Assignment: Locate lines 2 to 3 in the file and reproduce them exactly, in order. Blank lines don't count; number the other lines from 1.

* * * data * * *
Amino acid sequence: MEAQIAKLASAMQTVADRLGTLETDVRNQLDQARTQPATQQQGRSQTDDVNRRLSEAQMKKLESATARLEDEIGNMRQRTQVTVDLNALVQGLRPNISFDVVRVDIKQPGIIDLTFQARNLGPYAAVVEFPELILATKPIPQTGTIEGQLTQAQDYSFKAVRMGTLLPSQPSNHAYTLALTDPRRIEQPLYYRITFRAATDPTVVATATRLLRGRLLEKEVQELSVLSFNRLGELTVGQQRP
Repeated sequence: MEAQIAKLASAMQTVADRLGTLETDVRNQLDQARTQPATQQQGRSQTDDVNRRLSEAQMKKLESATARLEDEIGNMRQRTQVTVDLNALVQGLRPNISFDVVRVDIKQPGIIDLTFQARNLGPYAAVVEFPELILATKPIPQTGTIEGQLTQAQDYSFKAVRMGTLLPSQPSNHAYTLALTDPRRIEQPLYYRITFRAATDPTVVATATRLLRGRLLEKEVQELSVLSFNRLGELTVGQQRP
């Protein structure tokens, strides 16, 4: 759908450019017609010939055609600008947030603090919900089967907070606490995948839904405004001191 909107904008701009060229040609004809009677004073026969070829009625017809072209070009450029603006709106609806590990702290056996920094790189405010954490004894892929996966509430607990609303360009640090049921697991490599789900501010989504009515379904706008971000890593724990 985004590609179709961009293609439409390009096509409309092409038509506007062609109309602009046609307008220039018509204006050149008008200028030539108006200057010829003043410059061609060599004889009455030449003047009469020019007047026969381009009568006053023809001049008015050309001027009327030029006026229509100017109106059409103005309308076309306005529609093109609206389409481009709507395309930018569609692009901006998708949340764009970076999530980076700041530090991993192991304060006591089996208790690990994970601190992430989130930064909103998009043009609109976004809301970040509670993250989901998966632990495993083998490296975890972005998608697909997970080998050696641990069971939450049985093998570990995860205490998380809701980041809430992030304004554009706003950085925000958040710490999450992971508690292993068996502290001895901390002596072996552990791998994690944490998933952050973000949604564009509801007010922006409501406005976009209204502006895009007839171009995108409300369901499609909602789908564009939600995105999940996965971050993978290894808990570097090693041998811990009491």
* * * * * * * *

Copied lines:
Repeated sequence: MEAQIAKLASAMQTVADRLGTLETDVRNQLDQARTQPATQQQGRSQTDDVNRRLSEAQMKKLESATARLEDEIGNMRQRTQVTVDLNALVQGLRPNISFDVVRVDIKQPGIIDLTFQARNLGPYAAVVEFPELILATKPIPQTGTIEGQLTQAQDYSFKAVRMGTLLPSQPSNHAYTLALTDPRRIEQPLYYRITFRAATDPTVVATATRLLRGRLLEKEVQELSVLSFNRLGELTVGQQRP
């Protein structure tokens, strides 16, 4: 759908450019017609010939055609600008947030603090919900089967907070606490995948839904405004001191 909107904008701009060229040609004809009677004073026969070829009625017809072209070009450029603006709106609806590990702290056996920094790189405010954490004894892929996966509430607990609303360009640090049921697991490599789900501010989504009515379904706008971000890593724990 985004590609179709961009293609439409390009096509409309092409038509506007062609109309602009046609307008220039018509204006050149008008200028030539108006200057010829003043410059061609060599004889009455030449003047009469020019007047026969381009009568006053023809001049008015050309001027009327030029006026229509100017109106059409103005309308076309306005529609093109609206389409481009709507395309930018569609692009901006998708949340764009970076999530980076700041530090991993192991304060006591089996208790690990994970601190992430989130930064909103998009043009609109976004809301970040509670993250989901998966632990495993083998490296975890972005998608697909997970080998050696641990069971939450049985093998570990995860205490998380809701980041809430992030304004554009706003950085925000958040710490999450992971508690292993068996502290001895901390002596072996552990791998994690944490998933952050973000949604564009509801007010922006409501406005976009209204502006895009007839171009995108409300369901499609909602789908564009939600995105999940996965971050993978290894808990570097090693041998811990009491």